CBP Alters Jones Act Guidance for Offshore Vessels
On Thursday, U.S. Customs and Border Protection revised key elements of its interpretation of how the Jones Act should be enforced in the U.S. offshore sector. It has rescinded or modified a longstanding set of "letter rulings" on how and when foreign-flag ships may be used in offshore applications, including the use of crane ships. The decision has drawn intense criticism from U.S.-flag offshore vessel operators.
The alterations (found on page 84 of this bulletin) center on how the agency interprets the term "vessel equipment," a perennial point of debate for the U.S. offshore oil and gas sector. In a decades-long series of letter rulings, CBP has created a complex framework for determining which objects loaded aboard an offshore construction vessel are cargo - which must be transported by a Jones Act vessel if the voyage is between a U.S. port and a U.S. offshore installation - or "vessel equipment," which can be carried by any ship.
Relying upon a previous U.S. Treasury ruling, CBP now intends to interpret “vessel equipment” more broadly, to include "all articles or physical resources serving to equip the vessel, including the implements used in the vessel’s operation or activity." This includes any article that "aids" the full range of installation and maintenance work on wells, subsea infrastructure, flow lines and surface facilities. An article that leaves the work site with the ship when the job is done is more likely to be "vessel equipment" in CBP's view, but even objects that are left behind could potentially meet the definition. No examples of specific articles were provided, and CBP says that it expects to receive requests for clarification on a case-by-case basis.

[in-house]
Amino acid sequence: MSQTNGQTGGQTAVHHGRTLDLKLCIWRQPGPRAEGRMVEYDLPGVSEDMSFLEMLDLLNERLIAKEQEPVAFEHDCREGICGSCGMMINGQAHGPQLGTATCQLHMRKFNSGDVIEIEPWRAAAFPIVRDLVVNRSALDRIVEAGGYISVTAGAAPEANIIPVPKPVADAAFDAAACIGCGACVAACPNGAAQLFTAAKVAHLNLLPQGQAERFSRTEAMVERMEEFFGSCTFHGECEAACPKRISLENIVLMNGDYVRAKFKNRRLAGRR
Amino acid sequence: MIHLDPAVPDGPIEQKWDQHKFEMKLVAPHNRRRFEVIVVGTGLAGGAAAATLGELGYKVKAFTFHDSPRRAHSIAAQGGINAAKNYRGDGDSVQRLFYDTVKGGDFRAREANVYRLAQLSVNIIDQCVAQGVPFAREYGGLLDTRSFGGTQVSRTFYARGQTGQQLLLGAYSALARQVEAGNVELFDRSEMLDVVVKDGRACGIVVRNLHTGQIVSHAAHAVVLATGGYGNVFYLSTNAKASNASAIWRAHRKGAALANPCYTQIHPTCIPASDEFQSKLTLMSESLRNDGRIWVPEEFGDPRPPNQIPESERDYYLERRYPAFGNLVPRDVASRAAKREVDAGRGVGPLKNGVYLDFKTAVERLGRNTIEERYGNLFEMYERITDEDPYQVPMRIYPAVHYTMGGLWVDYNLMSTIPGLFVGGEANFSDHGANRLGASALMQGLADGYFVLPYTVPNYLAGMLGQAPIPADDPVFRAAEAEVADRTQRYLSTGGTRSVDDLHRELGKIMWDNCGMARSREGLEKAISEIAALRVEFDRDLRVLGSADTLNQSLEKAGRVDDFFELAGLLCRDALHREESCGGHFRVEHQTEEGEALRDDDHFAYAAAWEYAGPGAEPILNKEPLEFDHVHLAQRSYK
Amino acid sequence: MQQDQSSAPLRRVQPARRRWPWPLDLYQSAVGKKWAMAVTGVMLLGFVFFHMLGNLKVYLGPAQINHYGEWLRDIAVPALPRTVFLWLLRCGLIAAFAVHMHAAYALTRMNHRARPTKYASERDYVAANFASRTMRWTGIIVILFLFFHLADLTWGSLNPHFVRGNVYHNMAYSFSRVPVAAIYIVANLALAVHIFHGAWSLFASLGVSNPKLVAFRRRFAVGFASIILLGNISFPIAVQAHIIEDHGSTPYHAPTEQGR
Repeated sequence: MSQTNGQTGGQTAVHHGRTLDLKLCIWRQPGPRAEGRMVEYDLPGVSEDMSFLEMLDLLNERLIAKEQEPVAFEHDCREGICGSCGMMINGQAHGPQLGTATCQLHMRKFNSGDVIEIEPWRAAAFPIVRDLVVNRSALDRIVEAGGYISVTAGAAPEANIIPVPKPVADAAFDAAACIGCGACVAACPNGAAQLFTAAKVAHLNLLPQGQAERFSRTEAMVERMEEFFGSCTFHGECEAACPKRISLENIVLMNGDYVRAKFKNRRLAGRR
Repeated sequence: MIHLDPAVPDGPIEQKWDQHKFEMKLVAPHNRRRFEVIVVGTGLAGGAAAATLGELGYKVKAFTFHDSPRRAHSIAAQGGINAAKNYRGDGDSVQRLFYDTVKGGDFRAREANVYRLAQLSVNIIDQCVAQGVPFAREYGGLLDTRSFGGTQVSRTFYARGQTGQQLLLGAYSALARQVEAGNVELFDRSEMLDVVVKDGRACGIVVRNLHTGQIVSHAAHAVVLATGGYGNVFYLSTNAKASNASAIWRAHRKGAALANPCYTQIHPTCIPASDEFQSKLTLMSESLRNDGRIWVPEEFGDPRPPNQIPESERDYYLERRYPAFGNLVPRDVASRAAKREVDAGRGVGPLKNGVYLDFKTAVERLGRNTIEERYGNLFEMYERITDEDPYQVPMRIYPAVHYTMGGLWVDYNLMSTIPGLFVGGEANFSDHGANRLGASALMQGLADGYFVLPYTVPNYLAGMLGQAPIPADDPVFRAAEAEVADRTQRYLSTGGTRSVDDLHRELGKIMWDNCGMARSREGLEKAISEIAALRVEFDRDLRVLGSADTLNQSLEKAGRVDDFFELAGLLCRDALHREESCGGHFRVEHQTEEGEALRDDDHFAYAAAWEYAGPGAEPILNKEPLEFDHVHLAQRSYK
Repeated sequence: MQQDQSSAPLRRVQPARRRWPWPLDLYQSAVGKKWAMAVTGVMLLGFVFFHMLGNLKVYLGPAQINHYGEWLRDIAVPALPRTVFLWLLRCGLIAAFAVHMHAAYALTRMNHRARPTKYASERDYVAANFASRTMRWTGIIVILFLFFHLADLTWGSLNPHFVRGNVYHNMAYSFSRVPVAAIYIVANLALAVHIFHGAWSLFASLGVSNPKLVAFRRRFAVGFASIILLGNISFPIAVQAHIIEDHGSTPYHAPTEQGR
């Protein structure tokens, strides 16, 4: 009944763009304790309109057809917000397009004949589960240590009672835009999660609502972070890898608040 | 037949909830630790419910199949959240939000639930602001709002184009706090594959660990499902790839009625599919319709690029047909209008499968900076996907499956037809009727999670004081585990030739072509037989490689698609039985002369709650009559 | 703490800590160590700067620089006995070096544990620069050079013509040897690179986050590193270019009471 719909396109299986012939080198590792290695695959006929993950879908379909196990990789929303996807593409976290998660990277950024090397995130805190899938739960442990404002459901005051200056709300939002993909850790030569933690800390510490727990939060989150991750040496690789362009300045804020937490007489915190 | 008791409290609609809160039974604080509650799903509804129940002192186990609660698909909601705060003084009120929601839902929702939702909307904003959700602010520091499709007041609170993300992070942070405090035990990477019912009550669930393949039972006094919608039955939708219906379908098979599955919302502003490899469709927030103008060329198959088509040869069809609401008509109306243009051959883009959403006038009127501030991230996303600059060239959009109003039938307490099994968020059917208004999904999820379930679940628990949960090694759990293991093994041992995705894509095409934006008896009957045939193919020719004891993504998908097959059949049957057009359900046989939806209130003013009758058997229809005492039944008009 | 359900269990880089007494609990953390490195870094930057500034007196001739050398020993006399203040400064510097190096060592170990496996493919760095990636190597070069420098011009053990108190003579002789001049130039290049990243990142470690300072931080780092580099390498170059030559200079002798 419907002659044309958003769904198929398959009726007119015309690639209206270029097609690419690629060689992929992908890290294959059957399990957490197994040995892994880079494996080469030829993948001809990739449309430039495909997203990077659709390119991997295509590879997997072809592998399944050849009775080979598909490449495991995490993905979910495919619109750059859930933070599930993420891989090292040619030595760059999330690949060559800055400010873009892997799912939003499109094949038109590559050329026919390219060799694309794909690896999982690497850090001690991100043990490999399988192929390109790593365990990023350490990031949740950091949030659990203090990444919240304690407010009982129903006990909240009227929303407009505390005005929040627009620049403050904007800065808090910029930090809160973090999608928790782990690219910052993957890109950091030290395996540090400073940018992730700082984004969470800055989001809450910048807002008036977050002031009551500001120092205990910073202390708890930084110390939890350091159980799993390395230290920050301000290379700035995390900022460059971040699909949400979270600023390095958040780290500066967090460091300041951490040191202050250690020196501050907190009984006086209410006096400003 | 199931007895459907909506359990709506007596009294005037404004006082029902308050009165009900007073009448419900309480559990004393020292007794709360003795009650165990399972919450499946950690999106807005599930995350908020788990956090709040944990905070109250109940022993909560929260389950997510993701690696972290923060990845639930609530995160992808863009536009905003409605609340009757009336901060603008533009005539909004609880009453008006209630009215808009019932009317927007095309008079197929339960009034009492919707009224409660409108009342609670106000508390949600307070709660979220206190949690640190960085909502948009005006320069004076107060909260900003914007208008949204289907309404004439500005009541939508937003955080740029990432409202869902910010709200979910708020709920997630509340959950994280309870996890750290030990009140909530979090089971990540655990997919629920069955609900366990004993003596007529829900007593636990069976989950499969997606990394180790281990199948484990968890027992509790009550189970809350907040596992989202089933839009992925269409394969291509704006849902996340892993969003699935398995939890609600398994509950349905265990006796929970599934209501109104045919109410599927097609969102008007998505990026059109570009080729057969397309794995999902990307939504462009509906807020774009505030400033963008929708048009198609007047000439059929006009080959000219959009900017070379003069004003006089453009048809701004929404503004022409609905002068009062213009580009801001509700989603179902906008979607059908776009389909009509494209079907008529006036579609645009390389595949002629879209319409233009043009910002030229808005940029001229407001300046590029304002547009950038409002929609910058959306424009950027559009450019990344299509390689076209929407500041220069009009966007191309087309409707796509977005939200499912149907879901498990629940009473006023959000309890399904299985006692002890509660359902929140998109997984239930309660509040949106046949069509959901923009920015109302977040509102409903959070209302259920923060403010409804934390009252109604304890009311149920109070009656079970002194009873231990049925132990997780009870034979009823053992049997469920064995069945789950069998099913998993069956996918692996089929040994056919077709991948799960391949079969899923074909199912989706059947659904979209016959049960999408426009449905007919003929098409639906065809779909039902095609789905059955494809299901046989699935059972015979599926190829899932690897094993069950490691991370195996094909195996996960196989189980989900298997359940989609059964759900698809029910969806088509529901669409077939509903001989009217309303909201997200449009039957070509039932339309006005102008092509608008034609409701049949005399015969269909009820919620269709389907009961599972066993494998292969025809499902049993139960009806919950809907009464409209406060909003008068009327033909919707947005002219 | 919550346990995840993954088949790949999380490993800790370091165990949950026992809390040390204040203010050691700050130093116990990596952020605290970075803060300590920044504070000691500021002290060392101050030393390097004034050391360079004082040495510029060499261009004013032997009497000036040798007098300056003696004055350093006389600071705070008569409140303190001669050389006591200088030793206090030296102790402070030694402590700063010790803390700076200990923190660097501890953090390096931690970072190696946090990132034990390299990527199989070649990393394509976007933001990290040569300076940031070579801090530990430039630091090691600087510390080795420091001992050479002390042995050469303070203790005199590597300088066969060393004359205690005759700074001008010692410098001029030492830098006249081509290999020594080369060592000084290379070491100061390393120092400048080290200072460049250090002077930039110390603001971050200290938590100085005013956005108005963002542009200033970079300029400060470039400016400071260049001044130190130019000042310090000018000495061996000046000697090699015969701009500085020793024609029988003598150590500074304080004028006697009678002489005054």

The decision also includes more permissive guidelines for the operation of foreign-flag crane ships. Under previous guidance, CBP ruled that a foreign-flag crane ship could pick up a cargo item that had been carried from a U.S. port by a U.S.-flag ship, then rotate on its own central axis, then install the item at a U.S. offshore site - but not move horizontally with the load suspended. Under the new guidance, horizontal movement is allowed, and a foreign-flag crane ship may set the load down upon its own deck if needed in order to complete the lifting evolution safely.
These changes come despite written opposition from dozens of congressional representatives from both parties. The Offshore Marine Services Association (OMSA), which represents America's offshore services operators, described the decision as a step backwards.
“We are disappointed that [CBP] has decided to put America second by creating potential loopholes for foreign vessels and crews to unlawfully operate in American waters and take the jobs of American vessels and workers," said OMSA president and CEO Aaron Smith in a statement Thursday. “We support the more than 50 bipartisan members of Congress who correctly asserted that only the U.S. Congress can amend the Jones Act. We will be closely scrutinizing CBP’s implementation of these legally dubious loopholes to ensure that CBP follows the law and requires all foreign-flagged vessels to request and receive letter rulings."